Lets check out the brief information about the planets in our solar system


The sun is a star, a hot ball of glowing gases at the heart of our solar system. Its influence extends far beyond the orbits of distant Neptune and Pluto. Without the sun’s intense energy and heat, there would be no life on Earth. And though it is special to us, there are billions of stars like our sun scattered across the Milky Way galaxy. 

Sun Facts:

  • If the sun were as tall as a typical front door, the Earth would be the size of a U.S. nickel
  • The temperature at the sun’s core is about 27 million degrees Fahrenheit
  • Our sun is more massive than the average star in its neighborhood. Nearly 90% of stars are less massive, making them cooler and dimmer
  • The sun contains 99.9% of all matter in our solar system
  • During a single second, the sun converts 4 million tons of matter to pure energy
  • It would take about 1 million Earth to fill the sun if it were a hollow ball
  • The sun rotates on its axis approximately once every 27 days
  • The sun is 93 million miles away from Earth and is almost 5 billion years old


Venus played a key role in early deep space exploration. NASA Mariner 2 was the first successful interplanetary mission in 1962. And several Soviet spacecraft have made the tough descent and landing on Venus’ hellish surface.

Similar in structure and size to Earth, Venus’ thick, toxic atmosphere traps heat in a runaway greenhouse effect. A permanent layer of clouds traps heat, creating surface temperatures hot enough to melt lead. Glimpses below the clouds reveal volcanoes and deformed mountains. Venus spins slowly in the opposite direction of most planets.

Venus also played a key role in determining the distance between Earth and the sun creating the Astronomical Unit, the basic measurement we use to define our place in the cosmos. Many 18th century explorers, including the legendary James Cook, undertook perilous journeys to define the astronomical unit by watching Venus cross the face of the sun.

Like the moon, Venus has phases. It can be full when Venus is on the far side of the sun, new when Venus is between the sun and Earth, and a crescent at other points in between.

How did Venus get its name? 

It is named based on the ancient Roman goddess of love and beauty. It is believed that Venus was named for the most beautiful of the ancient gods because it shone the brightest of the five planets known to ancient astronomers.

Facts about Venus:

  • One day on Venus lasts as long as 243 Earth days (aka the time it takes for Venus to rotate or spin once)
  • Venus is a rocky planet, also known as a terrestrial planet
  • Venus’ thick and toxic atmosphere is made up mostly of carbon dioxide and nitrogen, with clouds of sulfuric acid droplets
  • Venus has no moons or rings
  • More than 40 spacecraft have explored the planet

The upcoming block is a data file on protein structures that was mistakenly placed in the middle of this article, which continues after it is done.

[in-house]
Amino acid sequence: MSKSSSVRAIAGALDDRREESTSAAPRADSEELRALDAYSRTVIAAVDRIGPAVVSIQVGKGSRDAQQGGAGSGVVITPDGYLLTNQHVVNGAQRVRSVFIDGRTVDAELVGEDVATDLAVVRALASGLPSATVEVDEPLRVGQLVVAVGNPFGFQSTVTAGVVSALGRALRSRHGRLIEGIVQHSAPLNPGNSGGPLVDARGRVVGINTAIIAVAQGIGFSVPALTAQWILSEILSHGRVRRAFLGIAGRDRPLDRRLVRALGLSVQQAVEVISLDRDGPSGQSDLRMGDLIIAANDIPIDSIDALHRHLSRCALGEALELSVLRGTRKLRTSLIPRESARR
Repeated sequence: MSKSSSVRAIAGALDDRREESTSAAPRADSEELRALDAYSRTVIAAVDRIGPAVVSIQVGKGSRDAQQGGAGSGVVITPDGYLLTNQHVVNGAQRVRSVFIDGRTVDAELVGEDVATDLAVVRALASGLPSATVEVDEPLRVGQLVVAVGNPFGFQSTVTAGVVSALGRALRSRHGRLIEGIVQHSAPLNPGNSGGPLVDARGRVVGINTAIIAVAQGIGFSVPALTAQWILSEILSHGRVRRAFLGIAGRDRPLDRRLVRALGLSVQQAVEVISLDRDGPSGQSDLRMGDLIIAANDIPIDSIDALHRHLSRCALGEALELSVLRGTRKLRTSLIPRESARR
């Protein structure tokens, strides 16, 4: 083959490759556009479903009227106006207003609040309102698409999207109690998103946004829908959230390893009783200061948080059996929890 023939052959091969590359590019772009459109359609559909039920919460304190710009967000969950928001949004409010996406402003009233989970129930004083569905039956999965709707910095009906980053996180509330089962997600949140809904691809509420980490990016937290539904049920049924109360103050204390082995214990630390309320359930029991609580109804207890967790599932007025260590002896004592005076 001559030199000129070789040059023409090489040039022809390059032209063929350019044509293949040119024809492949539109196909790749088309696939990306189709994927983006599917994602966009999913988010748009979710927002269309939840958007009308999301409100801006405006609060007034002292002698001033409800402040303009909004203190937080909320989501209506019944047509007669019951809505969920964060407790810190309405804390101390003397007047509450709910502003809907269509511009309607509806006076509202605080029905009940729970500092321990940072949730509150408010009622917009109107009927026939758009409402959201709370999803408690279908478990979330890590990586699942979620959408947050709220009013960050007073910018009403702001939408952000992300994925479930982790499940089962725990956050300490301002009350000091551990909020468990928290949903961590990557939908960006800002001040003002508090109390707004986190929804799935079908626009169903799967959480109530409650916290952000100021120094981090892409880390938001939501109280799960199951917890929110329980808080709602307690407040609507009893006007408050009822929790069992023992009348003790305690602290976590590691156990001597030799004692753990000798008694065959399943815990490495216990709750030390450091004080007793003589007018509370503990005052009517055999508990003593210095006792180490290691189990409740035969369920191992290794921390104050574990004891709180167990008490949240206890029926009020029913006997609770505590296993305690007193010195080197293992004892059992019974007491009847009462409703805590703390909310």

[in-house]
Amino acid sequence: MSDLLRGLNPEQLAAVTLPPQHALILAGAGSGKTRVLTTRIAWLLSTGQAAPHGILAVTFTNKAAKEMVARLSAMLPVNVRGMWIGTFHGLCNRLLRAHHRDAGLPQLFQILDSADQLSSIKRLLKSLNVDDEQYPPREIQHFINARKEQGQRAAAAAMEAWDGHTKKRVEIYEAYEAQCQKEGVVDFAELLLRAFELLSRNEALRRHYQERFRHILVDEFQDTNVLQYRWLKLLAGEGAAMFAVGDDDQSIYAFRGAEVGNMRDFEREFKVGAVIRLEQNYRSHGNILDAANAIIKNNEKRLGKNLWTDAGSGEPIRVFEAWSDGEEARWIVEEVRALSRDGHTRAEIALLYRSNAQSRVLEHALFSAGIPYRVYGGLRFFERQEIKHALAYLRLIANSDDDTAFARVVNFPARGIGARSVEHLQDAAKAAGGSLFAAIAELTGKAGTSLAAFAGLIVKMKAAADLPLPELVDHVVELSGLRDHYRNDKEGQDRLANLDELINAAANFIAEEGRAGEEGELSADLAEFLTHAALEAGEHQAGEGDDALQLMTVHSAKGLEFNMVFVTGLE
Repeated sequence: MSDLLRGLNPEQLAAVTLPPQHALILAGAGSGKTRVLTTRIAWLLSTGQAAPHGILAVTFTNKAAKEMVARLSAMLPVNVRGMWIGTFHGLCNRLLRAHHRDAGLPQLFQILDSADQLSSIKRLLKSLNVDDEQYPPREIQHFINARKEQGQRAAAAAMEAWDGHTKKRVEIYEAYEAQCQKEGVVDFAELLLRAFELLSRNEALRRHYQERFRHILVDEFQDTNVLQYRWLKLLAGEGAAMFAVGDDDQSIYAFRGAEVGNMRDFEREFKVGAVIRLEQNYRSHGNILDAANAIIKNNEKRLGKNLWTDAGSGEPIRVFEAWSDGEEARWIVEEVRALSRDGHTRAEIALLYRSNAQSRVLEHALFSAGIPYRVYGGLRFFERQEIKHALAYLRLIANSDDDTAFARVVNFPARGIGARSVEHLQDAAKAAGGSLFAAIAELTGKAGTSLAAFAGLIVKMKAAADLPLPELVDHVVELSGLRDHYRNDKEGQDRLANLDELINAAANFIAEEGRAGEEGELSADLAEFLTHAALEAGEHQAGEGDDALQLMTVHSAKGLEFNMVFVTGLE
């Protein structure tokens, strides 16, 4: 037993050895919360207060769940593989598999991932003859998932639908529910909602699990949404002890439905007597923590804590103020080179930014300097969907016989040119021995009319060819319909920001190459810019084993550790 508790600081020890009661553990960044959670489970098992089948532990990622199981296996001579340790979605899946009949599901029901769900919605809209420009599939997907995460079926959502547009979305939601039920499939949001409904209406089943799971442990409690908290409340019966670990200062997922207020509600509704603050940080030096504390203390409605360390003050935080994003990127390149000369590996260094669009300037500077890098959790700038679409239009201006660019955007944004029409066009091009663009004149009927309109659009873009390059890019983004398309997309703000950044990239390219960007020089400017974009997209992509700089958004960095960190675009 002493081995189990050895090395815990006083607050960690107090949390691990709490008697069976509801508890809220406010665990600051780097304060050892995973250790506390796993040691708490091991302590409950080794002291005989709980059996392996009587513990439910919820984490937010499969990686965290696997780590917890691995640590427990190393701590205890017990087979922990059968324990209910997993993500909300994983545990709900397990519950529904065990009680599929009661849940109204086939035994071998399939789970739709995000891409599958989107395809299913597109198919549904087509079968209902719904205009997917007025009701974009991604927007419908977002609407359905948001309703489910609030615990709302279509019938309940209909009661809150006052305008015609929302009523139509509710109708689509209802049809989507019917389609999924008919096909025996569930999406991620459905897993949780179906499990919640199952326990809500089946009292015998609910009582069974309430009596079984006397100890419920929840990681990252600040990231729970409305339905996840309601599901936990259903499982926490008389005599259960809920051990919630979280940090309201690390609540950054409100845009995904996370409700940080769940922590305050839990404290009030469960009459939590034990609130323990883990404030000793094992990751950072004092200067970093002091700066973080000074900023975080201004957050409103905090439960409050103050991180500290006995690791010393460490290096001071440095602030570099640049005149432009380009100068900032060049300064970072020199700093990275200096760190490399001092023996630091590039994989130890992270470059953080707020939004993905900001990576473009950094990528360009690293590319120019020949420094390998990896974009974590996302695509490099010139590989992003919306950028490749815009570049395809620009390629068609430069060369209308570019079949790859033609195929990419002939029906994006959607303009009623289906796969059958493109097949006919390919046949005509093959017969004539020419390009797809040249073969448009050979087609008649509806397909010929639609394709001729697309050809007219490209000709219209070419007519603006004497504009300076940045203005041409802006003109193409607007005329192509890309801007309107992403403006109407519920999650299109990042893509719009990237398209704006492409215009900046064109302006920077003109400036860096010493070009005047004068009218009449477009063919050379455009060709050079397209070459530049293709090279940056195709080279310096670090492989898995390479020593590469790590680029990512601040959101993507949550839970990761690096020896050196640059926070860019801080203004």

• No evidence of life has been found on Venus. The planet’s extremely high temperatures of almost 480 degrees Celsius (900 degrees Fahrenheit) makes it seem an unlikely place for life as we know it
  • Venus spins backward when compared to the other planets. This means that the sun rises in the west and sets in the east
Night Light

Venus is the brightest planet in Earth’s dark skies. Only the moon which is not a planet is brighter. Venus outshines the other planets because it is closer and its thick cloud cover is excellent at reflecting sunlight.


Billions of years ago, Mars was a very different world. Liquid water flowed in long rivers that emptied into lakes and shallow seas. A thick atmosphere blanketed the planet and kept it warm. Today, Mars is bitter cold. The Red Planet’s thin and wispy atmosphere provides scant cover for the surface below.


Dark, cold, and whipped by supersonic winds, Neptune is the last of the hydrogen and helium gas giants in our solar system. More than 30 times as far from the sun as Earth, the planet takes almost 165 Earth years to orbit our sun. In fact, in 2011, Neptune completed its first orbit since its discovery in 1846.

Neptune, the windiest planet have some information, they are 

  • If the sun were as tall as a typical front door, the Earth would be the size of a nickel and Neptune would be about as big as a baseball.
  • Neptune orbits our sun, a star. Neptune is the eighth planet from the sun at a distance of about 4.5 billion km (2.8 billion miles) or 30.07 AU. 
  • One day on Neptune takes about 16 hours (the time it takes for Neptune to rotate or spin once)
  • Neptune makes a complete orbit around the sun (a year in Neptunian time) in about 165 Earth years (60,190 Earth days)
  • Neptune has six rings
  • Voyager 2 is the only spacecraft to have visited Neptune
  • Neptune has 13 moons. They are named after various sea gods and nymphs in Greek mythology
Neptune has storms

Similar to Jupiter, Neptune has storms that create gigantic spots in its atmosphere. When Voyager 2 flew past Neptune in 1989, it tracked and imaged the Great Dark Spot, a storm larger than the entire Earth! When the Hubble Space Telescope imaged Neptune the spot had disappeared, only to be replaced with two smaller storms, which in turn also disappeared.

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